The International Association of Machinists union yesterday revealed that its new settlement with Eastern Airlines provides an immediate 21 percent pay increase. And in a related development the flight attendants' union raised the prospect of further labor trouble for the carrier.
Under the settlement reached Wednesday, hours before a strike deadline, machinists members would receive the 21 percent raise retroactive to Jan. 1, officials said, and a total increase of 32 percent over the life of the contract, which would expire Dec. 31, 1984. Eastern confirmed the union's estimate that the contract will cost $170 million, which is $80 million more than the carrier had first offered.
Union officials said they expect that the pact will be ratified by its 13,500 mechanics, baggage handlers, aircraft cleaners and other ground workers within two weeks.
The terms of the settlement provide the same overall percentage increase in pay as the proposal rejected earlier by the union members, but the raises will occur earlier, officials said.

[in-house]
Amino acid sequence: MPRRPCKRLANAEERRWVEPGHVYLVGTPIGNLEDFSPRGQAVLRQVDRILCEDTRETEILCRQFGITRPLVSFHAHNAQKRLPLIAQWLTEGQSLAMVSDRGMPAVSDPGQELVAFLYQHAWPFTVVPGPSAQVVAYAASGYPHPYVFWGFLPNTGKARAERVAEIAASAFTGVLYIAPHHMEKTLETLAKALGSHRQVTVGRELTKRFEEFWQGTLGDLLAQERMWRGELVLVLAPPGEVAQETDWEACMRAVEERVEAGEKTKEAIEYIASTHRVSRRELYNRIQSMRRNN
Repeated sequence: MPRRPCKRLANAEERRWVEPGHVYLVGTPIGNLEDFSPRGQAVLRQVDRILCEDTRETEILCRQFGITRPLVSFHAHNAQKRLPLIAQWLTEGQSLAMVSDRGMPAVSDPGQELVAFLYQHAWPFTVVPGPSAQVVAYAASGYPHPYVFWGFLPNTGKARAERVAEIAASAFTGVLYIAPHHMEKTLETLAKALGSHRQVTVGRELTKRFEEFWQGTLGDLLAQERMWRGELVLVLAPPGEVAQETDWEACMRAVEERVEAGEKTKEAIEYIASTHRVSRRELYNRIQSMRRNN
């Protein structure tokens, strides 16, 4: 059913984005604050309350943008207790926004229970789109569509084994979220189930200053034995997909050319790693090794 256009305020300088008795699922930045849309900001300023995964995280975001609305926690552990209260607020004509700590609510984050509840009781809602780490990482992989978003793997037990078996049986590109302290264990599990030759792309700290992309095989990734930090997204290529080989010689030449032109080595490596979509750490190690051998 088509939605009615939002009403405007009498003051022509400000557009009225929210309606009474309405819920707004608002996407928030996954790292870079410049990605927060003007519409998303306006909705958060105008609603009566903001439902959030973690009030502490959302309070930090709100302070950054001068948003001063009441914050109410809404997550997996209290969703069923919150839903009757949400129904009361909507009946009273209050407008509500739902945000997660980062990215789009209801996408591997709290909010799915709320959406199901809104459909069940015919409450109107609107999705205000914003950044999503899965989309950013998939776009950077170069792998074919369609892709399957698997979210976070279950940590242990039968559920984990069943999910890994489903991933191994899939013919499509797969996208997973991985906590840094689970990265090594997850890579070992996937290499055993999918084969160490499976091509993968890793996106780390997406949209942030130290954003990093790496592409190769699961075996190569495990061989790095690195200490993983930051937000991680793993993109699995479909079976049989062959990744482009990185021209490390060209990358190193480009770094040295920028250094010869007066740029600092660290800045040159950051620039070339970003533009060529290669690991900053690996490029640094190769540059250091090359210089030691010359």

A top-rated Eastern mechanic under the new pact would be paid a base rate of $15.91 an hour, or $2.76 above current salary, officials said.
The union now will have access to two profit-sharing plans, according to machinists' official Wallace Haber. One, due to expire June 30, 1984, continues the program under which workers contribute 3.5 percent of their salary to the company. Union members are paid interest on their contributions and a share in any profits of more than 2 percent of Eastern's annual revenue.
The second is a five-year, profit-sharing plan offered by the company in lieu of making wage increases retroactive to January, 1982, when the previous contract expired, Haber said. Under this plan, employes contribute nothing and receive one-third of any profits of more than 2 percent of annual revenue.
Meanwhile, Patricia Fink, an official of Eastern's 6,300 flight attendants' union, the Transport Workers' Union, said she would ask for an official declaration of an impasse in her union's 19-month-old negotiations with the carrier. That would trigger a 30-day, cooling-off period, after which the union could strike.